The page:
Mainstream, VOL LIV No 44 New Delhi October 22, 2016
Uniform Civil Code: Why and How?
Sunday 23 October 2016
by Ram Puniyani
What is called a Uniform Civil Code (UCC) deals with the personal laws (marriage, divorce, maintenance, custody and inheritance). Our criminal and civil laws are the same for all the religious communities but our personal laws have been related and linked to religion. So there are separate laws for the Hindus, Muslims and Christians. Ironically Jains, Buddhists and Sikhs are included in the Hindus. The prevalent laws and norms among diverse Hindu communities are not the same for all Hindus as there is a large number of variations among them. During the Constituent Assembly debates what finally emerged was that the personal laws should continue as such. In Article 44 of the the Directive Principles of State Policy it was stated that the state shall try to evolve uniform common laws for all the citizens of India, irrespective of their religion. The aim was to bring these laws in consonance with the concept of justice.
At the same time Nehru called upon B.R. Ambedkar, the Law Minister, to work for the Hindu Code Bill whereby the diverse Hindu communities can be brought under the same umbrella. The idea was that since the Hindus are the largest religious community, if the reform process can be initiated among them, the same process can be extended to other communities. Ambedkar formulated the Bill with the under-standing that the prevalent laws don’t give equal justice to women. The draft Bill, as it emerged, was opposed by a large section of the Hindu community as it was too radical for the prevalent patriarchal norms. Later the Bill was diluted and implemented. The failure to carry through the Bill was a setback to the efforts of Ambedkar; he felt dejected and left the Union Cabinet.
The debate further came to the fore in the wake of the Shah Bano judgment. Here, Shah Bano’s plea for maintenance after divorce was upheld by the Court. The conservative section of the Muslim society stood up to oppose this judgment. Buckling under their pressure the Rajiv Gandhi Government passed a Muslim Women (Protection of Rights on Divorce) Bill, which bypassed the judgment. With this the Hindu communal forces took up the issue and called for a UCC. The main point which was propagated was that the Muslims are allowed to marry four times. The unstated understanding behind this was that due to polygamy the population of Muslims will overtake that of Hindus. In real sense neither is the percentage of polygamy more among Muslims nor does polygamy lead to more children as the number of children is restricted by the number of women.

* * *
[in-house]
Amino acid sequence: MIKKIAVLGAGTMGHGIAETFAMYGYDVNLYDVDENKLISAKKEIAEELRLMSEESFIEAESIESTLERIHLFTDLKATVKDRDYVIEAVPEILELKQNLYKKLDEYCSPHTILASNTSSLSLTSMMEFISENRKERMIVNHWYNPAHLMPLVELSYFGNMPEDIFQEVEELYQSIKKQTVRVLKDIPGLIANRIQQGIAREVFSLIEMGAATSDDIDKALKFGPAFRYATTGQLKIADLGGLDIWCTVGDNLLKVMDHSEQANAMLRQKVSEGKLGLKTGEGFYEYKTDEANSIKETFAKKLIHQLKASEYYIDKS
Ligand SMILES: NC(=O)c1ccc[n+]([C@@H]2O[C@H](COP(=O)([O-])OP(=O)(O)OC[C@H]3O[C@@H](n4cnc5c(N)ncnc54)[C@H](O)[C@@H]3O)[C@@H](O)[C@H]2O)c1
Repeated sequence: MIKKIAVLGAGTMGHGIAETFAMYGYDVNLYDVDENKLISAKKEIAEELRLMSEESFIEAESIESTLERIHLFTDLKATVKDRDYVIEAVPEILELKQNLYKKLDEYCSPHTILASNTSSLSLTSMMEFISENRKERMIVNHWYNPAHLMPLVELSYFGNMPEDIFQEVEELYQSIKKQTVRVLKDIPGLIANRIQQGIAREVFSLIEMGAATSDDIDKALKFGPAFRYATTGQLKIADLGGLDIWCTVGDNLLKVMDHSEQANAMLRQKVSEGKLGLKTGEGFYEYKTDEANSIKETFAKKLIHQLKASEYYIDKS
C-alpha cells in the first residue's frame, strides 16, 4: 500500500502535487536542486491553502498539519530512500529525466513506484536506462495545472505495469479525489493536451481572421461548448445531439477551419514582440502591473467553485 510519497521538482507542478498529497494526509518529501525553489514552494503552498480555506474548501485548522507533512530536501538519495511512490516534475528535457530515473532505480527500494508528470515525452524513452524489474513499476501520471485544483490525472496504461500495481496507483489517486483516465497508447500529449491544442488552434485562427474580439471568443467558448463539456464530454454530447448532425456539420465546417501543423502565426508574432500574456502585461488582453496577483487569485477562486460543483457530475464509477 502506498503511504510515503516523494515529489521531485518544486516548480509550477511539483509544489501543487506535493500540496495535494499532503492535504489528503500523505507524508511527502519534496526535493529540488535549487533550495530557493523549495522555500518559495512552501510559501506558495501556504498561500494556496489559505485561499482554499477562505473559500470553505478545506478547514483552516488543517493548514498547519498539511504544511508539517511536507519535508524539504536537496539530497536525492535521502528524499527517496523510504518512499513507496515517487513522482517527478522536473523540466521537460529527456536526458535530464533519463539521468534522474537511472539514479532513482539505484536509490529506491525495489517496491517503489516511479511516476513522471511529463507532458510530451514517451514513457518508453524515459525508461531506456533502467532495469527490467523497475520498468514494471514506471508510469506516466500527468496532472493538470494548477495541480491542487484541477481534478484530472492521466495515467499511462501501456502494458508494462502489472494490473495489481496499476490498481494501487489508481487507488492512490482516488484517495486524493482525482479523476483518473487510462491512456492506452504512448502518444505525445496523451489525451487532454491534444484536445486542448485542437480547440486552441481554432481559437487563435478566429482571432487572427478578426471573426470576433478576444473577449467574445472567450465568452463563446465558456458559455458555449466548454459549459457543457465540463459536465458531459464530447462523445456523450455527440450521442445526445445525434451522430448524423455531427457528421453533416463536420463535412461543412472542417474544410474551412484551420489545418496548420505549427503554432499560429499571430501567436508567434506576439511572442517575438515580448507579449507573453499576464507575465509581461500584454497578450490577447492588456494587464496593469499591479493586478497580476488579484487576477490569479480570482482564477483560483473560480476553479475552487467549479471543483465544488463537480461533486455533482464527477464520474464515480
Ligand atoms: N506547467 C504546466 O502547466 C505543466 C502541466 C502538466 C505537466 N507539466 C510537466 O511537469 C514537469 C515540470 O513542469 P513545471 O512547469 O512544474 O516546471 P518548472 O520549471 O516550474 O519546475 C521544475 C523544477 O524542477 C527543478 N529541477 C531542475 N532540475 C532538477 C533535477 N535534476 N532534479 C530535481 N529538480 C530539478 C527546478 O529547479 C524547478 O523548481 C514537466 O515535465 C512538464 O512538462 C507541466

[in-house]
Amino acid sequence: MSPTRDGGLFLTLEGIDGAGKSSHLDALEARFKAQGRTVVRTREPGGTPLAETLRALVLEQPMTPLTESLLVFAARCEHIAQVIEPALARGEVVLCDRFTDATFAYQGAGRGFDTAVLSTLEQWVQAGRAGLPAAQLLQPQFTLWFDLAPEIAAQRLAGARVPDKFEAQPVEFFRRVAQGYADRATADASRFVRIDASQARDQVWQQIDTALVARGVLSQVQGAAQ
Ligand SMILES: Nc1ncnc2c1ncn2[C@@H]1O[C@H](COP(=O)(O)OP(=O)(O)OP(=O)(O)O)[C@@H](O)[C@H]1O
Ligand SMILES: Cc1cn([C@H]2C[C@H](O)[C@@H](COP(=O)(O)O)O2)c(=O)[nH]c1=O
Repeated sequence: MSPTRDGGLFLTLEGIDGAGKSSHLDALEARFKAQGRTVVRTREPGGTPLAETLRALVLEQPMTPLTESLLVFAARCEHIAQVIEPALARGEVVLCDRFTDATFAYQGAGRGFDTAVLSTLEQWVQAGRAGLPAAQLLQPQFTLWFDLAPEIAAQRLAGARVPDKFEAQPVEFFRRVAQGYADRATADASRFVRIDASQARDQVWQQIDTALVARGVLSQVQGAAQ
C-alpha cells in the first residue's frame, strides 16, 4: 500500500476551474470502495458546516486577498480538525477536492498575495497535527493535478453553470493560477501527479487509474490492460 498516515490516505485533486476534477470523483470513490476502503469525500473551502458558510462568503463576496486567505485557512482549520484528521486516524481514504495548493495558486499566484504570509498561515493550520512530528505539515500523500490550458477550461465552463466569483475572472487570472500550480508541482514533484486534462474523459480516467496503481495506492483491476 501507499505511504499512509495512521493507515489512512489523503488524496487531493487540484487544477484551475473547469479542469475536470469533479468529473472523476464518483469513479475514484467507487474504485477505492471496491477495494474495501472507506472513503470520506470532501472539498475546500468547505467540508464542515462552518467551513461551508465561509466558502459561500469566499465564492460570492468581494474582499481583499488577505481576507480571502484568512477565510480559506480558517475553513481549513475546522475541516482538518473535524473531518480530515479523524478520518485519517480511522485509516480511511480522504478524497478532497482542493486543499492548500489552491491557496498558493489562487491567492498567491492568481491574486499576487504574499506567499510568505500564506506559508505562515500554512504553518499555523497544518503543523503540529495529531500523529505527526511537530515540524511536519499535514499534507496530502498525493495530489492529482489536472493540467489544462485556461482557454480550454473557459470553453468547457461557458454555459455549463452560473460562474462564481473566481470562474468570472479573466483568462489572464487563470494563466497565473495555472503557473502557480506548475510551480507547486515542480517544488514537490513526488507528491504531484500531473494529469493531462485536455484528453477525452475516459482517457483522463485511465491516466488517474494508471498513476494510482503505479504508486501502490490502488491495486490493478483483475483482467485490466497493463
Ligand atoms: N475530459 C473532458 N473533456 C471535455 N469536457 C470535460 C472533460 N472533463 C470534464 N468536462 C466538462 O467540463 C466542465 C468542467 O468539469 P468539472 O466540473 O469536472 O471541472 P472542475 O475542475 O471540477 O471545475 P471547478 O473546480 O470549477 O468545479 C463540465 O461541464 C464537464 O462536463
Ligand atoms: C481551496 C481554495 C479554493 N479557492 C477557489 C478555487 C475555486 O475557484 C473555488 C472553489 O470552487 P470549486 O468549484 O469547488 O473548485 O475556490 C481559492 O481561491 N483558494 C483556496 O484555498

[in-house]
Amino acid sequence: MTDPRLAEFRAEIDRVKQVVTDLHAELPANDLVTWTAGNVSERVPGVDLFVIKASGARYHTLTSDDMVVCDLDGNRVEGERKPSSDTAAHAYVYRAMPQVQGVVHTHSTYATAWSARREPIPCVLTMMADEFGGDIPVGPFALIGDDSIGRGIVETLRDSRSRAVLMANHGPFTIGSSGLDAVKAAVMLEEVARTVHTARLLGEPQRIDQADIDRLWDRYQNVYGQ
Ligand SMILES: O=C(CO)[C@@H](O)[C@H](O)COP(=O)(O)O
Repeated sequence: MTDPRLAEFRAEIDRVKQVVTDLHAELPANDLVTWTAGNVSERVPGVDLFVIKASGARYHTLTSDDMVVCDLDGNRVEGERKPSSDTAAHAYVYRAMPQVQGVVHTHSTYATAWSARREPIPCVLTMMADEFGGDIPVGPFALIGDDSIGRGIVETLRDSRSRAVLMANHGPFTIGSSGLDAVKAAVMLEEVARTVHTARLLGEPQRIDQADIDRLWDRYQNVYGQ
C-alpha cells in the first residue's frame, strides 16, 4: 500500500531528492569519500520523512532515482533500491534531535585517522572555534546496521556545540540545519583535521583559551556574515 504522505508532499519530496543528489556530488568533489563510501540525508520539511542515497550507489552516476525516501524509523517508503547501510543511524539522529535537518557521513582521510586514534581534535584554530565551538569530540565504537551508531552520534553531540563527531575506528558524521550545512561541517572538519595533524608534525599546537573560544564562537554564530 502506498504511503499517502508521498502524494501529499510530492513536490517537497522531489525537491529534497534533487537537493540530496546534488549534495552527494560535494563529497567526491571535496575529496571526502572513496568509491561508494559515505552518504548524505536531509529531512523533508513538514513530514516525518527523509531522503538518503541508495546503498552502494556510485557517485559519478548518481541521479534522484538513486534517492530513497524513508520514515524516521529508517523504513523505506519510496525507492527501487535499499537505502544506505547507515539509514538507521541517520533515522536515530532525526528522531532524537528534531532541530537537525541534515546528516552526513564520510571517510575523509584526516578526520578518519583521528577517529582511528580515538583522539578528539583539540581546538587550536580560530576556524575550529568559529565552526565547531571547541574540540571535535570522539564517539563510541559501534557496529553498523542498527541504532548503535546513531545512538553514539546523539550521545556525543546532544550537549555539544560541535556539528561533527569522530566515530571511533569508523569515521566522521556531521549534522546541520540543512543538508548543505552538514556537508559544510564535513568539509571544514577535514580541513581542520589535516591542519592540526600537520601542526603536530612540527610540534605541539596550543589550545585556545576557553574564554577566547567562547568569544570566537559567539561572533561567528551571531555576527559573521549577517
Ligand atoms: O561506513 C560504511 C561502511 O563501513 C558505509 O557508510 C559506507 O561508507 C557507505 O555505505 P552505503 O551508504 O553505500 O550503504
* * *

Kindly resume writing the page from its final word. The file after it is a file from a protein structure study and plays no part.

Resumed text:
A section of the Muslims, Muslim leadership and organisations like the Muslim Personal Law Board made it an issue of minority identity and strongly stood against any demand for a UCC. Practices like polygamy, burqa, triple talaq became the marker of the Muslim community. From within the Muslim community many a women’s group came up and started campaigning for gender justice and abolition of these practices. As such the focus of reforms came totally on the Muslim community and the need for reforms within the Hindus took a back seat in the popular imagination. While the communal forces talked of uniformity in law, they had neither any scheme of things nor any document in hand around which they could put forth this demand. The dominant notion was that the UCC would be an exercise of picking up some laws from Hindus, some from Muslims and some from Christians to make the picture complete. The central notion of gender justice was missing in this discourse.